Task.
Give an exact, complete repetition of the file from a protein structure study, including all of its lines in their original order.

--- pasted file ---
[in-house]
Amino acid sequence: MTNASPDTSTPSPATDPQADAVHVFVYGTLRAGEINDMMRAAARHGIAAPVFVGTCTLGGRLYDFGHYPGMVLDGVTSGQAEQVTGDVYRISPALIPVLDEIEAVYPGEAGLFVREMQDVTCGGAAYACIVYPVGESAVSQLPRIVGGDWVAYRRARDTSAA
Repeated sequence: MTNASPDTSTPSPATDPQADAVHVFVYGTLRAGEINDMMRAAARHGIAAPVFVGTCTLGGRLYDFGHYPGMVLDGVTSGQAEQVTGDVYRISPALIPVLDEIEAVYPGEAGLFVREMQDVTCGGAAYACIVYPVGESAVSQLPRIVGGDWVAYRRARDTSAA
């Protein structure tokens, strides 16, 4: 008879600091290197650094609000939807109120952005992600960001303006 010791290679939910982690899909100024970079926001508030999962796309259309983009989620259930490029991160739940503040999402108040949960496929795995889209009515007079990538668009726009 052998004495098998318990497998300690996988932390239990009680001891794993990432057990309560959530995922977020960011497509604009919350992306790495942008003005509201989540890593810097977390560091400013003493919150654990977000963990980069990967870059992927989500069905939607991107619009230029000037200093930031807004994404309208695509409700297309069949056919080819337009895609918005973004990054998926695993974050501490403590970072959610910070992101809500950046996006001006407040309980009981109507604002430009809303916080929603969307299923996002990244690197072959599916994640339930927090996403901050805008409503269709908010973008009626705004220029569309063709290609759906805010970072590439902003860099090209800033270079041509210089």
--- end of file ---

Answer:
[in-house]
Amino acid sequence: MTNASPDTSTPSPATDPQADAVHVFVYGTLRAGEINDMMRAAARHGIAAPVFVGTCTLGGRLYDFGHYPGMVLDGVTSGQAEQVTGDVYRISPALIPVLDEIEAVYPGEAGLFVREMQDVTCGGAAYACIVYPVGESAVSQLPRIVGGDWVAYRRARDTSAA
Repeated sequence: MTNASPDTSTPSPATDPQADAVHVFVYGTLRAGEINDMMRAAARHGIAAPVFVGTCTLGGRLYDFGHYPGMVLDGVTSGQAEQVTGDVYRISPALIPVLDEIEAVYPGEAGLFVREMQDVTCGGAAYACIVYPVGESAVSQLPRIVGGDWVAYRRARDTSAA
């Protein structure tokens, strides 16, 4: 008879600091290197650094609000939807109120952005992600960001303006 010791290679939910982690899909100024970079926001508030999962796309259309983009989620259930490029991160739940503040999402108040949960496929795995889209009515007079990538668009726009 052998004495098998318990497998300690996988932390239990009680001891794993990432057990309560959530995922977020960011497509604009919350992306790495942008003005509201989540890593810097977390560091400013003493919150654990977000963990980069990967870059992927989500069905939607991107619009230029000037200093930031807004994404309208695509409700297309069949056919080819337009895609918005973004990054998926695993974050501490403590970072959610910070992101809500950046996006001006407040309980009981109507604002430009809303916080929603969307299923996002990244690197072959599916994640339930927090996403901050805008409503269709908010973008009626705004220029569309063709290609759906805010970072590439902003860099090209800033270079041509210089």